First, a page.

cap and a big prostetic nose. It was a hoot.
The star of the night was the opera house itself. It reminded us of Stuart's Opera House in Nelsonville, Ohio where we've performed. It was a quaint, small auditorium with about 400 seats and the interior was adorned with beautiful colors, traditional Mongolian designs, and charming lighting. The performers weren't amplified at all, and it was a treat to hear the pure voices with the orchestra, which sadly was often too heavy and/or out of tune, owing many troubles to the low brass and clarinet. Even still, the seats were cheap at 8,000MNT ($5.33) and we got our money's worth.

The last month flew right off the calendar, and there's no letting up for now. As fun as our time was, it was not a vacation. After the hiatus from a comfortable bed and the 14 hour, punishing bus ride home, we are worn out. Also, even with per diem and help from Nathan's father, UB has so many good options for food and entertainment that our pockets are pretty bare. It should be a lean month ahead.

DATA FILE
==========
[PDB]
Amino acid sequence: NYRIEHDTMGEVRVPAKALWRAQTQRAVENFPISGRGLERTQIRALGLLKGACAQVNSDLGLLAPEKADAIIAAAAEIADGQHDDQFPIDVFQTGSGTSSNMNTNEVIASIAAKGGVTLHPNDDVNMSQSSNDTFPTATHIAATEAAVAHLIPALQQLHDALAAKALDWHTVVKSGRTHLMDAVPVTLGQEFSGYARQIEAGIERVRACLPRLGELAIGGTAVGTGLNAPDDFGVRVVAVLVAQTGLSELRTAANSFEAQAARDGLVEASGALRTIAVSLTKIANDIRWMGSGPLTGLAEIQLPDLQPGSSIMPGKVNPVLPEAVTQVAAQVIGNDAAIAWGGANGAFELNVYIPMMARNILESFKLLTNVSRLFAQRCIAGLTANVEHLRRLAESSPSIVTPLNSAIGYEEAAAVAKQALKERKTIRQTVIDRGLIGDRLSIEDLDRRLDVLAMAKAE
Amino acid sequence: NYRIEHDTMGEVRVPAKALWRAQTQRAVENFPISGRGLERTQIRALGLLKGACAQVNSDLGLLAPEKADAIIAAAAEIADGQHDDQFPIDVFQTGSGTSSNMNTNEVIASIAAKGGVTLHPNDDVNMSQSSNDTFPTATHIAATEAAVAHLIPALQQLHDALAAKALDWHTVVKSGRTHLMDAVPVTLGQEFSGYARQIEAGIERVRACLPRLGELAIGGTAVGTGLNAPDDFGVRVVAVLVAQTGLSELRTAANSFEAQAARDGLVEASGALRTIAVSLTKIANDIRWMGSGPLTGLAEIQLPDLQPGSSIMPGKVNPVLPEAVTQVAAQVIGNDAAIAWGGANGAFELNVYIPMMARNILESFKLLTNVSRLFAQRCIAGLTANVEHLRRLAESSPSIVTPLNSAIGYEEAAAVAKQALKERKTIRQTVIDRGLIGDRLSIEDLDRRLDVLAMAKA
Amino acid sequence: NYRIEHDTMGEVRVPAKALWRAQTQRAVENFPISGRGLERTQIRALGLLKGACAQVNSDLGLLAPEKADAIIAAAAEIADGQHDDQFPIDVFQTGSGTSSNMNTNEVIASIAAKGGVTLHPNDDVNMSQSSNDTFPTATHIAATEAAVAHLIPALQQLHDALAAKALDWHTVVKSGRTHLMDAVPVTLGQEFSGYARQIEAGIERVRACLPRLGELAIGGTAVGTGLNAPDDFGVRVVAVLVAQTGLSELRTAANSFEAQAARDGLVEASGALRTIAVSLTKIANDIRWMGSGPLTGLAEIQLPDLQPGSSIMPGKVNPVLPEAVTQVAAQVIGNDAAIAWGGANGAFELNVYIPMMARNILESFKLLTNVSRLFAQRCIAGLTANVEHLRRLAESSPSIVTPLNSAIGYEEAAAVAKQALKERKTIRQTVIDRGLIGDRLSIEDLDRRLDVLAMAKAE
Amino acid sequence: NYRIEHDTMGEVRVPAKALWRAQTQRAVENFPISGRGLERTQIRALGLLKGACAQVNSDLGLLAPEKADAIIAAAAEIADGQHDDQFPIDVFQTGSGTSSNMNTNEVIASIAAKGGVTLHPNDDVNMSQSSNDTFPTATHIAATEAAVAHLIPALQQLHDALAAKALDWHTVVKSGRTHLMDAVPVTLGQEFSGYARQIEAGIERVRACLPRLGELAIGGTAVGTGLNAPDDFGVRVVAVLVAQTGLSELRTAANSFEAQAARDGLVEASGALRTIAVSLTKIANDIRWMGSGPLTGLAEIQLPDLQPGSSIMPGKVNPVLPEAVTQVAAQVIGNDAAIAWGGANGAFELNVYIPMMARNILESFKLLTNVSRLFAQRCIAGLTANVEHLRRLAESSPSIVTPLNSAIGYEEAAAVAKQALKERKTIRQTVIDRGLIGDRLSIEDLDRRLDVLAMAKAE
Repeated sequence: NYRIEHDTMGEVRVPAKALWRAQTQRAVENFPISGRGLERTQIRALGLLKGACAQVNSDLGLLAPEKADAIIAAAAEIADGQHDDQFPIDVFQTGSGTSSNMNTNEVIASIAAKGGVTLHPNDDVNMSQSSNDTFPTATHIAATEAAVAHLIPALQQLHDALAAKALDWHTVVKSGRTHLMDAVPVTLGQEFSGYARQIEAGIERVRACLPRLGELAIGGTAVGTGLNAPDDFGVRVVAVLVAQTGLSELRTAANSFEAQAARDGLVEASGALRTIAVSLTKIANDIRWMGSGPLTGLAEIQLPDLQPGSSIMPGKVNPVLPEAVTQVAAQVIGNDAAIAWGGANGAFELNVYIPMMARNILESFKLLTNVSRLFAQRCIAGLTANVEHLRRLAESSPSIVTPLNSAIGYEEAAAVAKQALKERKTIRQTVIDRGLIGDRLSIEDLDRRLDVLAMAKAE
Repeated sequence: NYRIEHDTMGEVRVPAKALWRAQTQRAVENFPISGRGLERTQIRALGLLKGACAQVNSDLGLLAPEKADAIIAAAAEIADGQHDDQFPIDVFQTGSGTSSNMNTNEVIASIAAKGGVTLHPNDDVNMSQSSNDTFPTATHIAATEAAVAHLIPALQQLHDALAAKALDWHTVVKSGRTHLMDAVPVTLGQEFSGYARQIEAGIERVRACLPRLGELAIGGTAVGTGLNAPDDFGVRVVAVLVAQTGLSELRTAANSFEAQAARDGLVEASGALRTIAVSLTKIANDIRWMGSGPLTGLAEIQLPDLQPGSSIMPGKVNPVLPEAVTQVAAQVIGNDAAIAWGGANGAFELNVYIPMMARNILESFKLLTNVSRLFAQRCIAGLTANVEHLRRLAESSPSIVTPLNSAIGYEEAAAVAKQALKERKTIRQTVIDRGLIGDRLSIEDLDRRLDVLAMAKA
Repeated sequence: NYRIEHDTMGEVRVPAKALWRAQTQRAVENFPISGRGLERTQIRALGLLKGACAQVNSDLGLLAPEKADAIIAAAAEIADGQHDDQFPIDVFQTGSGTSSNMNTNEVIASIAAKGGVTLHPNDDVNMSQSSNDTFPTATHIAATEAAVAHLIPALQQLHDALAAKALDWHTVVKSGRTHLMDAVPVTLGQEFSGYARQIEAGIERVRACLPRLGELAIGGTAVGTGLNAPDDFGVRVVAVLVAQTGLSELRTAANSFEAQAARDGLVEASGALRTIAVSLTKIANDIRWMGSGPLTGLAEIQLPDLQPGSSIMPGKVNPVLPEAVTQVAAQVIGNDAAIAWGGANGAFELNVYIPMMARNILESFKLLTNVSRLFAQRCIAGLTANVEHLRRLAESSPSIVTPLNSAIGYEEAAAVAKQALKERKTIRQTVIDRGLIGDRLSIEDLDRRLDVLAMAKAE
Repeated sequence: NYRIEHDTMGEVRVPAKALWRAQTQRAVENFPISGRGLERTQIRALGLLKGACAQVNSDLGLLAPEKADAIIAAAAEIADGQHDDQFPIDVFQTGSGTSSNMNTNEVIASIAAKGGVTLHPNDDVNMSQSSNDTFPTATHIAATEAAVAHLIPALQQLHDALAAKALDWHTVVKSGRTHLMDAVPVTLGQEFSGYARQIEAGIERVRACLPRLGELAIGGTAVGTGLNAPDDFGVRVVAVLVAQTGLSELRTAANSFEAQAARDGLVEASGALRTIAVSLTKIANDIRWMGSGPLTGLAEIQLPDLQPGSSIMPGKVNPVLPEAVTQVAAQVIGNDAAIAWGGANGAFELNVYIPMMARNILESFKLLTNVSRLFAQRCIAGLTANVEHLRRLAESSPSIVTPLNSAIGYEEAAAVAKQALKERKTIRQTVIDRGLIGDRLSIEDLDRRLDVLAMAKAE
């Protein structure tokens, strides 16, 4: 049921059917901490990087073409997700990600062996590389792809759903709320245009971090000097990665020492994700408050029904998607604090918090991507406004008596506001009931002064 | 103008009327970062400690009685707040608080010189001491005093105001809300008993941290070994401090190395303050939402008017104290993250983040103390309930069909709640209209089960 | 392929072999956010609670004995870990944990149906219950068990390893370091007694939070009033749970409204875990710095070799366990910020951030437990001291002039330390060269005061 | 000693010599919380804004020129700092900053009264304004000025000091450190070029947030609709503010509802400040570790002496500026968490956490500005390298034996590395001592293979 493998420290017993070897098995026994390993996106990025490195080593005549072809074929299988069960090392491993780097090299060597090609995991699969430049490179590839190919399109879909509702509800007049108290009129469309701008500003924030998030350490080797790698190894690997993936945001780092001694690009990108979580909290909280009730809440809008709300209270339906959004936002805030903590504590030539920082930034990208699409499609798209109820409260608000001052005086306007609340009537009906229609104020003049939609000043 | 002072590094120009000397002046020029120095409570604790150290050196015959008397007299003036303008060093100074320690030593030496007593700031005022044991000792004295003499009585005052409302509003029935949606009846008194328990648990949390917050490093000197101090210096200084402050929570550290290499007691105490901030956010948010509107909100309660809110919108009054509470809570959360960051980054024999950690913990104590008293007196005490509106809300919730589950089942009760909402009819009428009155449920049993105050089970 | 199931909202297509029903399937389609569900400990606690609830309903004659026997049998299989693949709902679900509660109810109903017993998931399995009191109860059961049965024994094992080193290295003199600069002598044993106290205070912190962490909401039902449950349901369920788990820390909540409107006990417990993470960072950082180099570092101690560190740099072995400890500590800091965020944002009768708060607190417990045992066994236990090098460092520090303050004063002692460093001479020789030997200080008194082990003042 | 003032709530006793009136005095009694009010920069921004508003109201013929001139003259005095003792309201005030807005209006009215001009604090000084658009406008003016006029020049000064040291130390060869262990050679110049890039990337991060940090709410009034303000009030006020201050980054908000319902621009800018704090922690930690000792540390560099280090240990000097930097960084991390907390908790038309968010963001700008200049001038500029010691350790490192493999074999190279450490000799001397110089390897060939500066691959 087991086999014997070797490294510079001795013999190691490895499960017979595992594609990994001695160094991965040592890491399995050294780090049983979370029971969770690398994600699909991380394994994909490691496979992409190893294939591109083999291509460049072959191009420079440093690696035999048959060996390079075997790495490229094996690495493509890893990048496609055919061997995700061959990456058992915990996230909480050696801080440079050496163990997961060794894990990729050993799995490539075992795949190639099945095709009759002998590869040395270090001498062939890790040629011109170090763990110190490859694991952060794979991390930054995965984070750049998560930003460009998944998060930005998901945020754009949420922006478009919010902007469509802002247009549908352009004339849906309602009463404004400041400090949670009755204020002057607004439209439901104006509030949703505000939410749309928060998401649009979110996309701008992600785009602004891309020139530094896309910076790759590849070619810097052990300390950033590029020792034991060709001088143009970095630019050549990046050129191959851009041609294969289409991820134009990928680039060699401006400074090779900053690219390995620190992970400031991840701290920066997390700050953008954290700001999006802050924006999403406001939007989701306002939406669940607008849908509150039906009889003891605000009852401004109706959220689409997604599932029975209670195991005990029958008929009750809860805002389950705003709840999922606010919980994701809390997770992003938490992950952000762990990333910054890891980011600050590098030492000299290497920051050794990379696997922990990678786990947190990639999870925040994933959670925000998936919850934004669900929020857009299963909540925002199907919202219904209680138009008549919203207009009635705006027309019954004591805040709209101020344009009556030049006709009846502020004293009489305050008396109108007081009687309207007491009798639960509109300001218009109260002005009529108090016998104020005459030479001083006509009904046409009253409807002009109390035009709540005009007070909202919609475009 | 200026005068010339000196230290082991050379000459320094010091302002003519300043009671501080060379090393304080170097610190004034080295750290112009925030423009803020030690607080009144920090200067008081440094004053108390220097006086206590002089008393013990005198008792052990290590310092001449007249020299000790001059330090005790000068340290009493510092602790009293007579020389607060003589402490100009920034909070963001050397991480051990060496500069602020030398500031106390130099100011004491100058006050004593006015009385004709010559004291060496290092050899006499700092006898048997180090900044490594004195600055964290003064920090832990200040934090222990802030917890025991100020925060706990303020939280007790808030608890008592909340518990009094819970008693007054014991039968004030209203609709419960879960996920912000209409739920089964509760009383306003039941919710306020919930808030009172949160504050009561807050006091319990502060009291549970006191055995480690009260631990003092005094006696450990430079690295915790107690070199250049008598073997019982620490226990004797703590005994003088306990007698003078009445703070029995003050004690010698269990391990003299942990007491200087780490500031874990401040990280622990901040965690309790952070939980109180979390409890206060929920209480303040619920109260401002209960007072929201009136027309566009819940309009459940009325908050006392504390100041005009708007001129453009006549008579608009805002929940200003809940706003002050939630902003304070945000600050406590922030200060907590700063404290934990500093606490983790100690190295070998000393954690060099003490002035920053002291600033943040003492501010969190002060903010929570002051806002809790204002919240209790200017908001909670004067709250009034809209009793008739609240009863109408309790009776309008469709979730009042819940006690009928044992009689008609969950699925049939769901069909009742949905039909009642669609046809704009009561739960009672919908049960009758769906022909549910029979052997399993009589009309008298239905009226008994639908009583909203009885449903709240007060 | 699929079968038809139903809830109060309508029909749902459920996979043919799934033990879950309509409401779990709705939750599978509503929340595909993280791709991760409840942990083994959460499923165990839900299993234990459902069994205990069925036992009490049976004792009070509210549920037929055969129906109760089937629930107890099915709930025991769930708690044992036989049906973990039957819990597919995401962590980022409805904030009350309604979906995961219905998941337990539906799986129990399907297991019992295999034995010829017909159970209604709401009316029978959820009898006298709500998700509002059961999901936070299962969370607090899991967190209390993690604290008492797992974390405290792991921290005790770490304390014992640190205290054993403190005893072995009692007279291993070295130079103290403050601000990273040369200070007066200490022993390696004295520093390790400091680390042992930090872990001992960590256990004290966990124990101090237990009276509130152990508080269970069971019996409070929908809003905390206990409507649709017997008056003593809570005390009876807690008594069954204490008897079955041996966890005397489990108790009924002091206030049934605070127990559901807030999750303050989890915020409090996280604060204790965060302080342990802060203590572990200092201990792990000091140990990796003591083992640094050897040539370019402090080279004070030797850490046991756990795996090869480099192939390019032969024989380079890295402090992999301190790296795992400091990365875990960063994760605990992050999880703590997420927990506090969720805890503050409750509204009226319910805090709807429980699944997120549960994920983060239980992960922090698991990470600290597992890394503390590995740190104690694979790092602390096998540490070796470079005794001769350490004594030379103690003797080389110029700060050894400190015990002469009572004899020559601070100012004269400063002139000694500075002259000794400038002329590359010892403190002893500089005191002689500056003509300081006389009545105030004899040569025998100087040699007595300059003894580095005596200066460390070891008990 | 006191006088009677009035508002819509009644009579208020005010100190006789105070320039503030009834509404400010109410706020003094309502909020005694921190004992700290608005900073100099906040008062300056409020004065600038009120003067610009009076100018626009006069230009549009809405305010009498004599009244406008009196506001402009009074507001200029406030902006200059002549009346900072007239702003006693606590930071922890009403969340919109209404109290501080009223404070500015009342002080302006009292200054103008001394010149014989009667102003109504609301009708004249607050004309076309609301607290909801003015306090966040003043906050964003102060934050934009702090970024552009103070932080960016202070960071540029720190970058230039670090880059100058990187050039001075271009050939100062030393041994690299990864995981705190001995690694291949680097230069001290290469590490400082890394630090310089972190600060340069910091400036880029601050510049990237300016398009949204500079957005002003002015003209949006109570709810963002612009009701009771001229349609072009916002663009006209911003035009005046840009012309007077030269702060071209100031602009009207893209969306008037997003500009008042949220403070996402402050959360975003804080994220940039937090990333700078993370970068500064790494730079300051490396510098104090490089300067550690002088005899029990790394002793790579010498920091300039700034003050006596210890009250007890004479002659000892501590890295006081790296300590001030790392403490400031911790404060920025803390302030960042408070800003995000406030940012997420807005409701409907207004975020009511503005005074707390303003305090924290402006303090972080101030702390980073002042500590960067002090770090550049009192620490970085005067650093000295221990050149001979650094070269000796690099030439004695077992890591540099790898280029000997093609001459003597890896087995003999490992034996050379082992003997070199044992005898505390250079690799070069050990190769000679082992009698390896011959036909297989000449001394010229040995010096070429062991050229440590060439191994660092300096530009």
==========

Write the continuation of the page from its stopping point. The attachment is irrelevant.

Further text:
Monday, March 23, 2009

Our Love Song

During our swearing in ceremony in August, each training community had to perform a traditional song, dance, instrument and give a speech. We sang a duet for our teachers and fellow PCVs.

As promised months ago, check out our video on youtube.

Monday, March 2, 2009

Tsagaan Sar: Enter the Year of the Ox

Tsagaan Sar has so far been one of best experiences we've had in Mongolia. We were wined and dined all over town. We ate hundreds of buuz and bainsh and drank gallons a various beverages. We've met some wonderful new people and hopefully affirmed some lasting bonds with others.

If you like the photos you see here, we have a lot more with some detailed captions you can check out here. For more information on the holiday, check out our other blog post, Tsagaan Sar: We see a White Moon a risin'.